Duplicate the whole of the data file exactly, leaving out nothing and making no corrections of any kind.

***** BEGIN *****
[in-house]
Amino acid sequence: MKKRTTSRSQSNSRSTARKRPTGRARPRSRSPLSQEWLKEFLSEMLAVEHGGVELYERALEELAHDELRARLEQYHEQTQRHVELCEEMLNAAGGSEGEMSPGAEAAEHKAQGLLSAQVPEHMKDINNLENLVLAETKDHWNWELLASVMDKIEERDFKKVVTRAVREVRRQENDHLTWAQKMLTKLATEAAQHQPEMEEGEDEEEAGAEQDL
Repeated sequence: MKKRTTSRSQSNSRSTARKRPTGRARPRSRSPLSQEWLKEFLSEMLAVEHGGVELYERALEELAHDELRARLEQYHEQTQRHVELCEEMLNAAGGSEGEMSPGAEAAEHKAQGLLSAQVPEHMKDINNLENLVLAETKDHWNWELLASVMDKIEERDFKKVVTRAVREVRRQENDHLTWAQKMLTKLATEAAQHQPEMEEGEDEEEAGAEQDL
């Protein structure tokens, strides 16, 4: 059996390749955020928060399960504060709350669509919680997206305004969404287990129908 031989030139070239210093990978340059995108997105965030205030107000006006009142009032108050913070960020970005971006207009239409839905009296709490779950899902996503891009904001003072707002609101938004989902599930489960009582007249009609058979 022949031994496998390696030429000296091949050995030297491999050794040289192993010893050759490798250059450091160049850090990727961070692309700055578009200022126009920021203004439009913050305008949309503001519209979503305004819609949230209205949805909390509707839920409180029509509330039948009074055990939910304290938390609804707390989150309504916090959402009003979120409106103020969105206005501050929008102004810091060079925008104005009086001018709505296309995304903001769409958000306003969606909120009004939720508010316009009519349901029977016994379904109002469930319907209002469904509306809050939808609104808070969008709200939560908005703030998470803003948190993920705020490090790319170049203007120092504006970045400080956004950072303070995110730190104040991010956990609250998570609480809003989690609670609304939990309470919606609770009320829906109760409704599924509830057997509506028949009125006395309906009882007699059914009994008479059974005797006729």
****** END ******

[in-house]
Amino acid sequence: MKKRTTSRSQSNSRSTARKRPTGRARPRSRSPLSQEWLKEFLSEMLAVEHGGVELYERALEELAHDELRARLEQYHEQTQRHVELCEEMLNAAGGSEGEMSPGAEAAEHKAQGLLSAQVPEHMKDINNLENLVLAETKDHWNWELLASVMDKIEERDFKKVVTRAVREVRRQENDHLTWAQKMLTKLATEAAQHQPEMEEGEDEEEAGAEQDL
Repeated sequence: MKKRTTSRSQSNSRSTARKRPTGRARPRSRSPLSQEWLKEFLSEMLAVEHGGVELYERALEELAHDELRARLEQYHEQTQRHVELCEEMLNAAGGSEGEMSPGAEAAEHKAQGLLSAQVPEHMKDINNLENLVLAETKDHWNWELLASVMDKIEERDFKKVVTRAVREVRRQENDHLTWAQKMLTKLATEAAQHQPEMEEGEDEEEAGAEQDL
């Protein structure tokens, strides 16, 4: 059996390749955020928060399960504060709350669509919680997206305004969404287990129908 031989030139070239210093990978340059995108997105965030205030107000006006009142009032108050913070960020970005971006207009239409839905009296709490779950899902996503891009904001003072707002609101938004989902599930489960009582007249009609058979 022949031994496998390696030429000296091949050995030297491999050794040289192993010893050759490798250059450091160049850090990727961070692309700055578009200022126009920021203004439009913050305008949309503001519209979503305004819609949230209205949805909390509707839920409180029509509330039948009074055990939910304290938390609804707390989150309504916090959402009003979120409106103020969105206005501050929008102004810091060079925008104005009086001018709505296309995304903001769409958000306003969606909120009004939720508010316009009519349901029977016994379904109002469930319907209002469904509306809050939808609104808070969008709200939560908005703030998470803003948190993920705020490090790319170049203007120092504006970045400080956004950072303070995110730190104040991010956990609250998570609480809003989690609670609304939990309470919606609770009320829906109760409704599924509830057997509506028949009125006395309906009882007699059914009994008479059974005797006729």